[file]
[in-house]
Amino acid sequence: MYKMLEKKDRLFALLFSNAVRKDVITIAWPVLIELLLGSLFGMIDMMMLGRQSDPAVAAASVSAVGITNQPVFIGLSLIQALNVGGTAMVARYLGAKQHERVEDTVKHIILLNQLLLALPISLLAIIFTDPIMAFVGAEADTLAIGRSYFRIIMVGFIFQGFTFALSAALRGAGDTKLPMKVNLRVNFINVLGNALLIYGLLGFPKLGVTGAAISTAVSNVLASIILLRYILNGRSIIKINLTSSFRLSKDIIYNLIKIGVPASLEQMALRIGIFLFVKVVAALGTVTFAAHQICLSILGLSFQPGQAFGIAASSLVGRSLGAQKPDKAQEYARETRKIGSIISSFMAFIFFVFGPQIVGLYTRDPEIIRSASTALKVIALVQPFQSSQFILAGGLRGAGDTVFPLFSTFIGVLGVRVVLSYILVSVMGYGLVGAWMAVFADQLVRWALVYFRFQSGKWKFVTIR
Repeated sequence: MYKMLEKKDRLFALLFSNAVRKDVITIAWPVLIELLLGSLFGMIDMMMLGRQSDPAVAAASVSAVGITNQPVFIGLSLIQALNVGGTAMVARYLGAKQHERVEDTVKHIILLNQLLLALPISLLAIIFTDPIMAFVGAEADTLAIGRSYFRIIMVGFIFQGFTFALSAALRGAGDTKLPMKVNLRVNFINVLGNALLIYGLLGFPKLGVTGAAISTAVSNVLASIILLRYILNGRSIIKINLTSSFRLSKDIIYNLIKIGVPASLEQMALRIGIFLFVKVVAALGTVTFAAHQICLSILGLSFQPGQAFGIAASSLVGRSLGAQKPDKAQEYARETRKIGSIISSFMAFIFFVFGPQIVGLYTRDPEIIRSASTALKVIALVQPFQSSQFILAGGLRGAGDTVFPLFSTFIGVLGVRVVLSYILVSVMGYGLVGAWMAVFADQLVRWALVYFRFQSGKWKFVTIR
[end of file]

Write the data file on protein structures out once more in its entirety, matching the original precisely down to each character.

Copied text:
[in-house]
Amino acid sequence: MYKMLEKKDRLFALLFSNAVRKDVITIAWPVLIELLLGSLFGMIDMMMLGRQSDPAVAAASVSAVGITNQPVFIGLSLIQALNVGGTAMVARYLGAKQHERVEDTVKHIILLNQLLLALPISLLAIIFTDPIMAFVGAEADTLAIGRSYFRIIMVGFIFQGFTFALSAALRGAGDTKLPMKVNLRVNFINVLGNALLIYGLLGFPKLGVTGAAISTAVSNVLASIILLRYILNGRSIIKINLTSSFRLSKDIIYNLIKIGVPASLEQMALRIGIFLFVKVVAALGTVTFAAHQICLSILGLSFQPGQAFGIAASSLVGRSLGAQKPDKAQEYARETRKIGSIISSFMAFIFFVFGPQIVGLYTRDPEIIRSASTALKVIALVQPFQSSQFILAGGLRGAGDTVFPLFSTFIGVLGVRVVLSYILVSVMGYGLVGAWMAVFADQLVRWALVYFRFQSGKWKFVTIR
Repeated sequence: MYKMLEKKDRLFALLFSNAVRKDVITIAWPVLIELLLGSLFGMIDMMMLGRQSDPAVAAASVSAVGITNQPVFIGLSLIQALNVGGTAMVARYLGAKQHERVEDTVKHIILLNQLLLALPISLLAIIFTDPIMAFVGAEADTLAIGRSYFRIIMVGFIFQGFTFALSAALRGAGDTKLPMKVNLRVNFINVLGNALLIYGLLGFPKLGVTGAAISTAVSNVLASIILLRYILNGRSIIKINLTSSFRLSKDIIYNLIKIGVPASLEQMALRIGIFLFVKVVAALGTVTFAAHQICLSILGLSFQPGQAFGIAASSLVGRSLGAQKPDKAQEYARETRKIGSIISSFMAFIFFVFGPQIVGLYTRDPEIIRSASTALKVIALVQPFQSSQFILAGGLRGAGDTVFPLFSTFIGVLGVRVVLSYILVSVMGYGLVGAWMAVFADQLVRWALVYFRFQSGKWKFVTIR